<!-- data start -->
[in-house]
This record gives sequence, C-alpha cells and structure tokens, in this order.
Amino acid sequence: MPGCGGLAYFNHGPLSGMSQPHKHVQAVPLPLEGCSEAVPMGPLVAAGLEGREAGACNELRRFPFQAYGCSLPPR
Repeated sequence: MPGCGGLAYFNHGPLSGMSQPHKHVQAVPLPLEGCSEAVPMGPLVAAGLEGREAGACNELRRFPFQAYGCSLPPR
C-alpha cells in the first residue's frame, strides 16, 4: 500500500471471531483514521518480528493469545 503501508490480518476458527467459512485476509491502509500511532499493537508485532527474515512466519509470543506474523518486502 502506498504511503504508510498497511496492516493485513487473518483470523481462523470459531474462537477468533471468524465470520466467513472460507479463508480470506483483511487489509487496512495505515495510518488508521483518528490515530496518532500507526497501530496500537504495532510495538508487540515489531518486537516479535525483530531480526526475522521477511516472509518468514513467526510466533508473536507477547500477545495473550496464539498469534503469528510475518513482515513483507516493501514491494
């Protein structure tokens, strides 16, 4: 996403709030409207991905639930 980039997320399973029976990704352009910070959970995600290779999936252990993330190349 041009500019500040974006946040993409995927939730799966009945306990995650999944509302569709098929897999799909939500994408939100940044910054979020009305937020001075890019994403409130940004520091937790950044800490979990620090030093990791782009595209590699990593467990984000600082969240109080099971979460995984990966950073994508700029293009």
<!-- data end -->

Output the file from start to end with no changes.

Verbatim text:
[in-house]
This record gives sequence, C-alpha cells and structure tokens, in this order.
Amino acid sequence: MPGCGGLAYFNHGPLSGMSQPHKHVQAVPLPLEGCSEAVPMGPLVAAGLEGREAGACNELRRFPFQAYGCSLPPR
Repeated sequence: MPGCGGLAYFNHGPLSGMSQPHKHVQAVPLPLEGCSEAVPMGPLVAAGLEGREAGACNELRRFPFQAYGCSLPPR
C-alpha cells in the first residue's frame, strides 16, 4: 500500500471471531483514521518480528493469545 503501508490480518476458527467459512485476509491502509500511532499493537508485532527474515512466519509470543506474523518486502 502506498504511503504508510498497511496492516493485513487473518483470523481462523470459531474462537477468533471468524465470520466467513472460507479463508480470506483483511487489509487496512495505515495510518488508521483518528490515530496518532500507526497501530496500537504495532510495538508487540515489531518486537516479535525483530531480526526475522521477511516472509518468514513467526510466533508473536507477547500477545495473550496464539498469534503469528510475518513482515513483507516493501514491494
């Protein structure tokens, strides 16, 4: 996403709030409207991905639930 980039997320399973029976990704352009910070959970995600290779999936252990993330190349 041009500019500040974006946040993409995927939730799966009945306990995650999944509302569709098929897999799909939500994408939100940044910054979020009305937020001075890019994403409130940004520091937790950044800490979990620090030093990791782009595209590699990593467990984000600082969240109080099971979460995984990966950073994508700029293009």